Community leaders who inspire labors of love
What: Environmental Heroes Awards Banquet
When: 5 pm Thu., Sep. 12
Contact RE Sources for additional event information and RSVP.
Info: www. re-sources.org
Wednesday, September 4, 2019
“The arc of the moral universe is long, but it bends toward justice,” Martin Luther King, Jr. summarized a sermon from a century earlier. The work is hard, and it must be inclusive. The environmental movement is intricately interwoven with that of social justice. One cannot endure without the other, a recognition that has inspired this year’s selection of Environmental Heroes focused on the food web and those who help sustain it. For more than a decade, the public advocacy group RE Sources has honored individuals who make a difference in this community. Some years, selections are driven by current events and leading headlines; other years are thematic. This year’s selection is a bit of both—focused on the fundamentals that nourish life in the Salish Sea.
Farmworker justice leader and food system activist
Rosalinda Guillén is a widely recognized farmworker justice leader who promotes food justice, immigration reform and farmworker rights. As the founding executive director of Community to Community Development (C2C), a grassroots organization led by women of color, she and her team work to strengthen local and global movements toward social, economic and environmental justice. She worked with farmworkers at Chateau Ste. Michelle to win the first-ever farmworkers’ collective bargaining agreement in the state of Washington, and is the national vice president of the United Farm Workers of America (UFW) union.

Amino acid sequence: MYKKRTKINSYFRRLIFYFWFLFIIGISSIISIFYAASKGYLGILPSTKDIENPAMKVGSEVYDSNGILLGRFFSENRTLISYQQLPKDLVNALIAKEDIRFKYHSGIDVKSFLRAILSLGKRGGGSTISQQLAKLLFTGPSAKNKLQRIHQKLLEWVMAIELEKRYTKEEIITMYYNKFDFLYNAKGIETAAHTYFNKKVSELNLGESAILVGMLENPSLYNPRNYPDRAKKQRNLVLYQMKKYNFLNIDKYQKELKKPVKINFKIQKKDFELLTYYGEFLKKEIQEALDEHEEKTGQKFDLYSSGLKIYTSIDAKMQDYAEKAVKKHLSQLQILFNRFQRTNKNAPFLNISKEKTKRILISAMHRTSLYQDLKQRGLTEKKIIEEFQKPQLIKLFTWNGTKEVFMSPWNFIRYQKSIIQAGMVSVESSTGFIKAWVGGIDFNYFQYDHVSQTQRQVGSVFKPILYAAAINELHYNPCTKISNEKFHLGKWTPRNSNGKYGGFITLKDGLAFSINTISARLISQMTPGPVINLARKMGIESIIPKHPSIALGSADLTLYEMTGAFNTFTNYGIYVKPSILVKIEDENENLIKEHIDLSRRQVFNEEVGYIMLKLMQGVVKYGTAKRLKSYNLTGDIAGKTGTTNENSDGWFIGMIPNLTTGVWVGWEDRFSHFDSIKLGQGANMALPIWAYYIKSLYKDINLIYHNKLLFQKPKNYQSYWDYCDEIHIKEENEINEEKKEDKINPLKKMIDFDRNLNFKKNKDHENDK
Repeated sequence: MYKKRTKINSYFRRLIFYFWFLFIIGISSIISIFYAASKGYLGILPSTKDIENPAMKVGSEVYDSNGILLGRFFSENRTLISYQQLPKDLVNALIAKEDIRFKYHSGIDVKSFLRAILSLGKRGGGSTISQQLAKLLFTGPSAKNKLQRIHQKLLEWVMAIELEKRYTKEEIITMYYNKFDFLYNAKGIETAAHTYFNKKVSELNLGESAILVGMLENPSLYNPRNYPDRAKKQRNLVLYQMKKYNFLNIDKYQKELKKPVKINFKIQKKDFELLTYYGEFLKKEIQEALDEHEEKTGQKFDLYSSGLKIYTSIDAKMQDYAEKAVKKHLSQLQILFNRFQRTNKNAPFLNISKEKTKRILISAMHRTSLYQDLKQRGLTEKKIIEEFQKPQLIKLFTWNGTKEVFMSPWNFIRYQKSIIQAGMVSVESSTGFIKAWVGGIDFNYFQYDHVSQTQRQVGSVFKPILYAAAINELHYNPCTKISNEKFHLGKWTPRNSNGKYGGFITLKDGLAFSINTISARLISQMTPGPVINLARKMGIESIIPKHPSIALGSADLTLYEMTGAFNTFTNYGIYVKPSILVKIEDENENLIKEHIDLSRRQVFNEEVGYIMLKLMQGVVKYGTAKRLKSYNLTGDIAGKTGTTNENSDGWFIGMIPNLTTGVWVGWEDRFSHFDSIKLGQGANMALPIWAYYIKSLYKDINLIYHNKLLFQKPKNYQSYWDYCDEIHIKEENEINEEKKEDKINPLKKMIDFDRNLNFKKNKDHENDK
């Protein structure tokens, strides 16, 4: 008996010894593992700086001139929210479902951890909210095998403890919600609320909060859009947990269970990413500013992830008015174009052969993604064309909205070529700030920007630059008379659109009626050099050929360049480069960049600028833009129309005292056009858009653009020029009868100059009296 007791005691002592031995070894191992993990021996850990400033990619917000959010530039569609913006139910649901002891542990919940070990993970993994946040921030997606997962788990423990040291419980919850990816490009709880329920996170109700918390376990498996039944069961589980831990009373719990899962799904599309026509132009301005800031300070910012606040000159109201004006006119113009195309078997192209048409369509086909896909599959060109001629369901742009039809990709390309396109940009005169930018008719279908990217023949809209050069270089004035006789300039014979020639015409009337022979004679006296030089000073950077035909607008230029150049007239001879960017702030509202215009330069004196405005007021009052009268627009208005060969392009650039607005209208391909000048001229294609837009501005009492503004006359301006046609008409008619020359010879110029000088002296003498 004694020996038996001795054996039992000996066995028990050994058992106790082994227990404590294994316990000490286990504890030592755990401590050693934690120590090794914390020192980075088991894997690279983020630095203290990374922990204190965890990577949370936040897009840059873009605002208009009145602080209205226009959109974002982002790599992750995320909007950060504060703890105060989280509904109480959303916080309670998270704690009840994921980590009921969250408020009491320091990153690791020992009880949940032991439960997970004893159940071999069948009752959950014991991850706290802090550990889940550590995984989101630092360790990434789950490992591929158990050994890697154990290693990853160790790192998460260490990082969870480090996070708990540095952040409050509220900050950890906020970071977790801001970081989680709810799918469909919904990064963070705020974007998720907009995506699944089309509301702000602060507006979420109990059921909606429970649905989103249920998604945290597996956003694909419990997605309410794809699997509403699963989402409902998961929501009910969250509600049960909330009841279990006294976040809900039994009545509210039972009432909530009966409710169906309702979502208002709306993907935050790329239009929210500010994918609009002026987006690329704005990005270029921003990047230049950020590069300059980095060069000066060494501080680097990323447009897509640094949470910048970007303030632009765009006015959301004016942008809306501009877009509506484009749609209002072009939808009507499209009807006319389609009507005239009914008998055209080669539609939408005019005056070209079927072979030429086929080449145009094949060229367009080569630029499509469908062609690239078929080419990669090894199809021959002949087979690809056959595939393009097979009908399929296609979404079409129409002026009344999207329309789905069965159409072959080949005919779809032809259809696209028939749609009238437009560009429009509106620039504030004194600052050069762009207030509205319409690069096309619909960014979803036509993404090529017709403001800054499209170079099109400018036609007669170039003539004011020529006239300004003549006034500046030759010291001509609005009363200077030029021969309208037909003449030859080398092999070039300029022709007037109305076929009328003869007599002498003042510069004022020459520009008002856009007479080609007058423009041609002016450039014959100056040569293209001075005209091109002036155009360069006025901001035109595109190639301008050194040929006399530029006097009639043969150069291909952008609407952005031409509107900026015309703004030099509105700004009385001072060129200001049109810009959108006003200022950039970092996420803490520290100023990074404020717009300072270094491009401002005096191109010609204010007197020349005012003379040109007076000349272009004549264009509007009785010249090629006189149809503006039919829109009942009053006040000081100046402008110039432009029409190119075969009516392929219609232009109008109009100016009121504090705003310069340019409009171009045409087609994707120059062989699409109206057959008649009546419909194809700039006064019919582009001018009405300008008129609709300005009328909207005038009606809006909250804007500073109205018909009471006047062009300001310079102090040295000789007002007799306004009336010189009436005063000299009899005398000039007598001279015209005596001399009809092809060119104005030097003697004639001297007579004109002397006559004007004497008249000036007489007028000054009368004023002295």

Salmon steward and community builder
Rachel Vasak has devoted the last 23 years of her life to restoring salmon runs and supporting thriving salmon populations across Whatcom County. She is the executive director of Nooksack Salmon Enhancement Association (NSEA), a volunteer-powered organization dedicated to restoring sustainable wild salmon runs in Whatcom County. NSEA is one of Washington state’s largest Regional Fisheries Enhancement Groups, a network of 14 nonprofits created by the state Legislature to promote salmon recovery. Since 1991, the association has completed more than 400 restoration projects.
Labor rights advocate and clean energy champion
Steve is a bridge-builder between labor rights and environmental interests. He’s a retired refinery worker and former president of United Steelworkers local union, and a member of the BlueGreen Alliance and the Alliance for Jobs and Clean Energy. He advocates for prohibiting the export of crude oil from Northwest refineries to support production jobs and protect the environment, was instrumental in championing the Protect Washington Act (Initiative 1631), and supports a waterfront redevelopment and vision for Cherry Point that stewards the environment and provides good jobs.
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